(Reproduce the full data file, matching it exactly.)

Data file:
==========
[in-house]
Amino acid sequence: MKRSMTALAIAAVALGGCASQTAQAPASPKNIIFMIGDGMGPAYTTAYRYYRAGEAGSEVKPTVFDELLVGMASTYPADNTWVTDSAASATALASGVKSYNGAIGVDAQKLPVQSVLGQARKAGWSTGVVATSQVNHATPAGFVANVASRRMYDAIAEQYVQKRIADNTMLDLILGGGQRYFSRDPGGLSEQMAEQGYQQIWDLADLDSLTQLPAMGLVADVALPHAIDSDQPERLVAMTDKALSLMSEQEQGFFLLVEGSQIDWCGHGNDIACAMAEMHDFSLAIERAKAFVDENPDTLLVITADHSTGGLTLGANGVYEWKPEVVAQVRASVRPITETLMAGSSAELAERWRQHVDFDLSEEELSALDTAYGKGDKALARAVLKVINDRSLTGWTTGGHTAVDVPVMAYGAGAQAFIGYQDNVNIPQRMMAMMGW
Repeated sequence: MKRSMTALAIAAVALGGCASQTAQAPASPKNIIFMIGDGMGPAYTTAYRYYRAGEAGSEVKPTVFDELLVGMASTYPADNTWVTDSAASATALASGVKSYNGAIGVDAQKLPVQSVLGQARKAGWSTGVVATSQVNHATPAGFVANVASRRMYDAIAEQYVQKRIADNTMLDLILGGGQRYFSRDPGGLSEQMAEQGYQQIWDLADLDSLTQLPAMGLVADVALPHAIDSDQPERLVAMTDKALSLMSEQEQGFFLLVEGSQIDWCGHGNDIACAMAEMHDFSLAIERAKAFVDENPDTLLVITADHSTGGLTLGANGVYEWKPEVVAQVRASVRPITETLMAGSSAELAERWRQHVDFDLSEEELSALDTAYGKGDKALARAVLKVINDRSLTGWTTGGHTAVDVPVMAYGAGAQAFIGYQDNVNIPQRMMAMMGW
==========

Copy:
[in-house]
Amino acid sequence: MKRSMTALAIAAVALGGCASQTAQAPASPKNIIFMIGDGMGPAYTTAYRYYRAGEAGSEVKPTVFDELLVGMASTYPADNTWVTDSAASATALASGVKSYNGAIGVDAQKLPVQSVLGQARKAGWSTGVVATSQVNHATPAGFVANVASRRMYDAIAEQYVQKRIADNTMLDLILGGGQRYFSRDPGGLSEQMAEQGYQQIWDLADLDSLTQLPAMGLVADVALPHAIDSDQPERLVAMTDKALSLMSEQEQGFFLLVEGSQIDWCGHGNDIACAMAEMHDFSLAIERAKAFVDENPDTLLVITADHSTGGLTLGANGVYEWKPEVVAQVRASVRPITETLMAGSSAELAERWRQHVDFDLSEEELSALDTAYGKGDKALARAVLKVINDRSLTGWTTGGHTAVDVPVMAYGAGAQAFIGYQDNVNIPQRMMAMMGW
Repeated sequence: MKRSMTALAIAAVALGGCASQTAQAPASPKNIIFMIGDGMGPAYTTAYRYYRAGEAGSEVKPTVFDELLVGMASTYPADNTWVTDSAASATALASGVKSYNGAIGVDAQKLPVQSVLGQARKAGWSTGVVATSQVNHATPAGFVANVASRRMYDAIAEQYVQKRIADNTMLDLILGGGQRYFSRDPGGLSEQMAEQGYQQIWDLADLDSLTQLPAMGLVADVALPHAIDSDQPERLVAMTDKALSLMSEQEQGFFLLVEGSQIDWCGHGNDIACAMAEMHDFSLAIERAKAFVDENPDTLLVITADHSTGGLTLGANGVYEWKPEVVAQVRASVRPITETLMAGSSAELAERWRQHVDFDLSEEELSALDTAYGKGDKALARAVLKVINDRSLTGWTTGGHTAVDVPVMAYGAGAQAFIGYQDNVNIPQRMMAMMGW